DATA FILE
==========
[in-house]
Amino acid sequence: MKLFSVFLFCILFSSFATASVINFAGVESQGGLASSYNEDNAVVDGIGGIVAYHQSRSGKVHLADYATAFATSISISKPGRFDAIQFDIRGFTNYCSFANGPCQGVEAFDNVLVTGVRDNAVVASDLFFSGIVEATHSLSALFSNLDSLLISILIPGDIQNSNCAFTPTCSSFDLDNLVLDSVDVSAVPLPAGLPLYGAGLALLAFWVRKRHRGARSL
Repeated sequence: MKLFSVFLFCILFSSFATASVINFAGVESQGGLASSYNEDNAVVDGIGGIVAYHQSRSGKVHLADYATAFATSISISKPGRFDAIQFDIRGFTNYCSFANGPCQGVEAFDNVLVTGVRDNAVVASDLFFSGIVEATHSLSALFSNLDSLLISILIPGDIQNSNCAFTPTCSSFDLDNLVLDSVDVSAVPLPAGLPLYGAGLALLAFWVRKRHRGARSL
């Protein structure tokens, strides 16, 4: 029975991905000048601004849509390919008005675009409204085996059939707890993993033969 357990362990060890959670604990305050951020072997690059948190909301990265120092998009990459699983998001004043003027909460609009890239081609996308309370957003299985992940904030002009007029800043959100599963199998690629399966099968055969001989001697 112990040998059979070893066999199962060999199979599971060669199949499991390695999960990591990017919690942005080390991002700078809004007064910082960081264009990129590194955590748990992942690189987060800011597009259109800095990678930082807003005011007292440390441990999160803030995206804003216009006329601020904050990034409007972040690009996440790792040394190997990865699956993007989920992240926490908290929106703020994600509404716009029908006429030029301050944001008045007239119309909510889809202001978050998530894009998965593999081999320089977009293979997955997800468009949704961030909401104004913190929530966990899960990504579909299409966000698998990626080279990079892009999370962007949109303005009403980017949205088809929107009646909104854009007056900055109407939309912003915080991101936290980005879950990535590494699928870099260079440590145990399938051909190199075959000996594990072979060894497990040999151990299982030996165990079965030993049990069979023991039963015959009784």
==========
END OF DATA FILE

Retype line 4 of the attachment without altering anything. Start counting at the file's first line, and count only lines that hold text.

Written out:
């Protein structure tokens, strides 16, 4: 029975991905000048601004849509390919008005675009409204085996059939707890993993033969 357990362990060890959670604990305050951020072997690059948190909301990265120092998009990459699983998001004043003027909460609009890239081609996308309370957003299985992940904030002009007029800043959100599963199998690629399966099968055969001989001697 112990040998059979070893066999199962060999199979599971060669199949499991390695999960990591990017919690942005080390991002700078809004007064910082960081264009990129590194955590748990992942690189987060800011597009259109800095990678930082807003005011007292440390441990999160803030995206804003216009006329601020904050990034409007972040690009996440790792040394190997990865699956993007989920992240926490908290929106703020994600509404716009029908006429030029301050944001008045007239119309909510889809202001978050998530894009998965593999081999320089977009293979997955997800468009949704961030909401104004913190929530966990899960990504579909299409966000698998990626080279990079892009999370962007949109303005009403980017949205088809929107009646909104854009007056900055109407939309912003915080991101936290980005879950990535590494699928870099260079440590145990399938051909190199075959000996594990072979060894497990040999151990299982030996165990079965030993049990069979023991039963015959009784």